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05/30/07 7:23 PM ET

Notes: Mota returns from suspension

Righty gives Mets another strong late-inning reliever

NEW YORK -- Fifty days is plenty of time to reflect.

Guillermo Mota has certainly found that to be true, returning to the Mets on Wednesday after completing last winter's 50-game suspension for testing positive for a performance-enhancing substance.

"I know what I did," Mota said. "I was sitting and watching and thinking that I don't want to do it again. It's something you just learn from it."

The Mets have readily accepted Mota's apology, welcoming back a pitcher that could fortify an already-strong band of late-inning relievers. Mota was 3-0 with a 1.00 ERA in 18 innings with the Mets last season, and the 33-year-old holds a 3.70 career ERA out of the 'pen.

"They know what kind of guy I am," Mota said. "They are ready to support me."

But the question now becomes whether or not Mets fans will feel the same way.

"They're the fans. Basically, they do whatever they want to do," Mota said. "I don't have any control over that."

Mets manager Willie Randolph, for his part, won't be hesitant to find out. Randolph said he's eager to give Mota some quick work, as he does with most Minor League callups. The fact that Mota wasn't injured, and thusly has been able to practice at full speed for some time now, should only enhance Randolph's boldness in using him.

Mota pitched 7 2/3 innings in two weeks at Triple-A New Orleans, once working multiple innings and once working consecutive days. He last threw on Monday, tossing a perfect inning with two strikeouts.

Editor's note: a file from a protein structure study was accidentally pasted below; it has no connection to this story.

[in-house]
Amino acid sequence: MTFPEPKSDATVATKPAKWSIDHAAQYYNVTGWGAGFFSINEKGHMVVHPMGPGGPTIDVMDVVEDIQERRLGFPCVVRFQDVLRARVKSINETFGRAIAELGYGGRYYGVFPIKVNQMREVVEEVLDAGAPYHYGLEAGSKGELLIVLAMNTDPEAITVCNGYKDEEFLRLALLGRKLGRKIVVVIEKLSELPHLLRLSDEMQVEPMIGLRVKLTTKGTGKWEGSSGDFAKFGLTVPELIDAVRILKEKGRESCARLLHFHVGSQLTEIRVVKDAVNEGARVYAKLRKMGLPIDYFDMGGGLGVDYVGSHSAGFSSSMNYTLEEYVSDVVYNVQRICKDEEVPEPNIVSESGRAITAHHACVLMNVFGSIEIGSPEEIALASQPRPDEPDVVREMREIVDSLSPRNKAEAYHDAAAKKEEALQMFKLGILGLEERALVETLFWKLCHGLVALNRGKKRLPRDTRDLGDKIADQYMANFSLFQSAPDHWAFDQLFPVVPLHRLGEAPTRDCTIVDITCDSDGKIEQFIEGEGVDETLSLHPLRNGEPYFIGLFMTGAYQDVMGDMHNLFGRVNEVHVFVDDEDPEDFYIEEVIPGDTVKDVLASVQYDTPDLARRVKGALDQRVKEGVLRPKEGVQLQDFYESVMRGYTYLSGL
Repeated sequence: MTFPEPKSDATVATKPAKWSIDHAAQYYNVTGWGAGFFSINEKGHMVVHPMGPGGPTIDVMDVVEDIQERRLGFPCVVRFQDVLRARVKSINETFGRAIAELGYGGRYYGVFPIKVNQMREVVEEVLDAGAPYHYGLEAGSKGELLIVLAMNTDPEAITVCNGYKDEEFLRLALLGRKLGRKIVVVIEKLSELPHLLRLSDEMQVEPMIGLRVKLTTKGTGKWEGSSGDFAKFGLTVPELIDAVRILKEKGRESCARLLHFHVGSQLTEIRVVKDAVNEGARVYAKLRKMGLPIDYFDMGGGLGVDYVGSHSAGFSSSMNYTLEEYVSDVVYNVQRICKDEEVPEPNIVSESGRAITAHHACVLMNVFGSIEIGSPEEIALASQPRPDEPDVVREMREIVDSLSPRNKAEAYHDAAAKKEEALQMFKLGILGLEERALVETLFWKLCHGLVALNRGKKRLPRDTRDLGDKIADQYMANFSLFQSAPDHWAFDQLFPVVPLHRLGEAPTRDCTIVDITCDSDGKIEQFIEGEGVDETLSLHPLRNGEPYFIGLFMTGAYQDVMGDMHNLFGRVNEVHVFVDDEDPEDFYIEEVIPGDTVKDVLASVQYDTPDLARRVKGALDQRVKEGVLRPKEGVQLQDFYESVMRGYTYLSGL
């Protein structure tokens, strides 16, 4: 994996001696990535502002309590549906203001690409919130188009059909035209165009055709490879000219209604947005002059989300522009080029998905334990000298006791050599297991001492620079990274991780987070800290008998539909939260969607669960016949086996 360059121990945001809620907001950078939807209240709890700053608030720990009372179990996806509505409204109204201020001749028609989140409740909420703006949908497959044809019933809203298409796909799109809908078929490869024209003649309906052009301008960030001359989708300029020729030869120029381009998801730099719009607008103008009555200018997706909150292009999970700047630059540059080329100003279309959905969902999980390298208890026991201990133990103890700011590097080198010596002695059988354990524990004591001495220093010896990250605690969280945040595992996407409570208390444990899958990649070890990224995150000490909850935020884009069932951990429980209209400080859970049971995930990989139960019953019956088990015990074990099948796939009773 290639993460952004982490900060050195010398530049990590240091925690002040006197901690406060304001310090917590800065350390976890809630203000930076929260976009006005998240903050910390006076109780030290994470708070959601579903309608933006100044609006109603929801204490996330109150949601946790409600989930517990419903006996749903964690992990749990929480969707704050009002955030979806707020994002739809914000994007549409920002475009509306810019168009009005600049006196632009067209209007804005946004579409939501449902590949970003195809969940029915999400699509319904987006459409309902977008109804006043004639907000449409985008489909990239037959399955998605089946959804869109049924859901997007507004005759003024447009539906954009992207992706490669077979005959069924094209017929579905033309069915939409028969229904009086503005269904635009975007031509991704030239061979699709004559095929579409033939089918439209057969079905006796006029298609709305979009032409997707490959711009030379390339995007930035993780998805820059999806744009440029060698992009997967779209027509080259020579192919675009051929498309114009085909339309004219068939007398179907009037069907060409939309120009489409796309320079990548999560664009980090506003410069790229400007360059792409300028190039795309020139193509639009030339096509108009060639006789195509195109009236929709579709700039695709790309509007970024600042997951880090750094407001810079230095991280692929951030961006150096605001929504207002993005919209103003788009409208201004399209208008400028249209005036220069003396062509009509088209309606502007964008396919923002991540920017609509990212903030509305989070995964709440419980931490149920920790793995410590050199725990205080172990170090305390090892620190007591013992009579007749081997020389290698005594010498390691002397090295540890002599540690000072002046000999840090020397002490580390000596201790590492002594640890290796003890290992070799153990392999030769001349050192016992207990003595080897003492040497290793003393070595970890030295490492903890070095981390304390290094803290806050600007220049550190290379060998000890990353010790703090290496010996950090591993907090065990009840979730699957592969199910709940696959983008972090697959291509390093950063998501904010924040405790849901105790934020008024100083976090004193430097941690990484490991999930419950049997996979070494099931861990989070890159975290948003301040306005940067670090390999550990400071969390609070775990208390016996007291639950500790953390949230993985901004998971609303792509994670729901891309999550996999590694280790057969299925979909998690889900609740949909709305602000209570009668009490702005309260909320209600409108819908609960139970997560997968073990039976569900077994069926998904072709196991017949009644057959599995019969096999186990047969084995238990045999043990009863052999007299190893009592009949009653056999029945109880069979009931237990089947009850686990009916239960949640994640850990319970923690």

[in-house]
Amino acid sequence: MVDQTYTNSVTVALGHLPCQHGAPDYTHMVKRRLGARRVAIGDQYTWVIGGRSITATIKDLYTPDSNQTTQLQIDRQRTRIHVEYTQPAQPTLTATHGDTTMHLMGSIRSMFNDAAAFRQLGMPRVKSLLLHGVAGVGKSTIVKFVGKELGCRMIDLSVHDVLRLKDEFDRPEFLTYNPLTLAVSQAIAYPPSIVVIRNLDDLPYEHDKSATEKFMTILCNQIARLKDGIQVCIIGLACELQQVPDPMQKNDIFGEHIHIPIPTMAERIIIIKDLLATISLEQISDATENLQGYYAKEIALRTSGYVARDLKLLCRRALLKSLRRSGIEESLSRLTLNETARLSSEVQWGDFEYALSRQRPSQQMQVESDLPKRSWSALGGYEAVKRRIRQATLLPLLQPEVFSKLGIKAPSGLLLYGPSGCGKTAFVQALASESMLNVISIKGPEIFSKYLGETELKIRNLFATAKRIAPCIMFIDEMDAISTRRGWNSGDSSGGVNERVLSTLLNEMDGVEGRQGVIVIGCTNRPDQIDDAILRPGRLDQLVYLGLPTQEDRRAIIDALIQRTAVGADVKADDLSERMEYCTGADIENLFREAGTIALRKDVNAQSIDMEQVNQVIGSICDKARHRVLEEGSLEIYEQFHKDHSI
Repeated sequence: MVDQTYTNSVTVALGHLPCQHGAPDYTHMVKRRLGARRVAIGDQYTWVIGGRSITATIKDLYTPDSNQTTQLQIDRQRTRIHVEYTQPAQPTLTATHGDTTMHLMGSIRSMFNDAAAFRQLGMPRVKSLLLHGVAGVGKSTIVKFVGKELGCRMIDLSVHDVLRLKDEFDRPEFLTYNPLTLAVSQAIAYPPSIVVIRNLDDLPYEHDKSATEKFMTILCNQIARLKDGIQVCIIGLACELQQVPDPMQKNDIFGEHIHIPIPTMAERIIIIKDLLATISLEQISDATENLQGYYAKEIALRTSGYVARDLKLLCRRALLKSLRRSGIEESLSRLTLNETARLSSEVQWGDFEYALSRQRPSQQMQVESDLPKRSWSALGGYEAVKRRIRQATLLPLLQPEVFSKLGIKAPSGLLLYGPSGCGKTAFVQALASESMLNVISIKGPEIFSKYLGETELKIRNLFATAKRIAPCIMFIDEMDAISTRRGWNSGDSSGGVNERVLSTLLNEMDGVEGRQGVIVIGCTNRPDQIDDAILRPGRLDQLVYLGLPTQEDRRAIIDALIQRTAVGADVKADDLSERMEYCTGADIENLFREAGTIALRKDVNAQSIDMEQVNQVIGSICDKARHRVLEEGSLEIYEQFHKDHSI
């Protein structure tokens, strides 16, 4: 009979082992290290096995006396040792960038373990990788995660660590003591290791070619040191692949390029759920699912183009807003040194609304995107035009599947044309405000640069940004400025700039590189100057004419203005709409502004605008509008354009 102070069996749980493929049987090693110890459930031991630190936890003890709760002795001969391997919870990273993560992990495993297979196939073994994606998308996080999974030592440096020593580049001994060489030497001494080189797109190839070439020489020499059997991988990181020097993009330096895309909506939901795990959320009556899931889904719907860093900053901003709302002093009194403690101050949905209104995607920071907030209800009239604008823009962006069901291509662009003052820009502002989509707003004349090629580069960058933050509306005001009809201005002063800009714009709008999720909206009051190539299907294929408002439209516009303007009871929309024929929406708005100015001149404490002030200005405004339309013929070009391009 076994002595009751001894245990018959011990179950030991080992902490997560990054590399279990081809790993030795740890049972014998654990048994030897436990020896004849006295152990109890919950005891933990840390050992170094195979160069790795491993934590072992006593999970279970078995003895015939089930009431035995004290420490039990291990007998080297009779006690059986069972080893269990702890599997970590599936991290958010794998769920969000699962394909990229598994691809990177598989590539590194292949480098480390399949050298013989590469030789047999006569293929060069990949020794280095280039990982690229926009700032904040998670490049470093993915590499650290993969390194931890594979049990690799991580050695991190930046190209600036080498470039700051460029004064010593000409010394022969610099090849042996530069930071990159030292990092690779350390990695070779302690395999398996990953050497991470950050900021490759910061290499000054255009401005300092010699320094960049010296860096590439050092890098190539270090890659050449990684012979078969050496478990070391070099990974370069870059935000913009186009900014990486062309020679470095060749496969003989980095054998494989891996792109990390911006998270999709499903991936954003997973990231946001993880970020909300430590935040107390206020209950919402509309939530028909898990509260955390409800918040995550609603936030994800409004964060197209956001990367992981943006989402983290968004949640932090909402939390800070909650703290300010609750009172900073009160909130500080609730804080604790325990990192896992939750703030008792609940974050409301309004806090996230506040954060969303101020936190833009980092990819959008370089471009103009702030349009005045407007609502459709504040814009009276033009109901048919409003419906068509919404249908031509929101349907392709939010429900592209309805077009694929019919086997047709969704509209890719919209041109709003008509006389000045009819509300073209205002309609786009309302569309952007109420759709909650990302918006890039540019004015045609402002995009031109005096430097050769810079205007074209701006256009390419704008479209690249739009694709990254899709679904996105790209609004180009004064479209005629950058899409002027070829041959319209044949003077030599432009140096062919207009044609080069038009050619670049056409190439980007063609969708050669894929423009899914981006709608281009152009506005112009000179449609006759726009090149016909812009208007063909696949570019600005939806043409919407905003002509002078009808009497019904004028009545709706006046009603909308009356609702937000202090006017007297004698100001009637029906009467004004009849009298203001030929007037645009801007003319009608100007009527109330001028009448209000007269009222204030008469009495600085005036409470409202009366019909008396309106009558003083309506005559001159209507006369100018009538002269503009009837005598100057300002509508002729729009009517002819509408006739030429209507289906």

"He's probably as stretched out as some of the guys leaving Spring Training," Randolph said. "I'm going to use him just like I would if he'd been here. I think he's in that kind of shape to do that."

Bonds away: The Mets saw a San Francisco lineup with a noticeably different complexion on Wednesday, with Barry Bonds slotted in the cleanup spot. Bonds had been limited to a pinch-hit appearance in Tuesday's series opener.

"You know he's there," Randolph said. "He's always a guy who can make an impact, so it's a little bit different."

Different, despite the fact that Bonds is batting just .275 through the season's first two months -- a relatively paltry mark considering his mind-boggling track record. But Bonds' 12 home runs provide tangible proof that the most giant of Giants is still a constant threat.

"I've always gone after Barry, so I don't fall into being afraid to pitch to him," Randolph said. "We try to be careful. You have to consider how hot he is, but also be conscious of the fact that he might come out of that in one swing or one at-bat. The respect is always there."

Valentin's Day: Injured second baseman Jose Valentin had about as good a first rehab game as he could have hoped for Wednesday, finishing 3-for-5 with a walk at extended Spring Training in Port St. Lucie, Fla.

Valentin played three innings in the field, completing the afternoon as a designated hitter.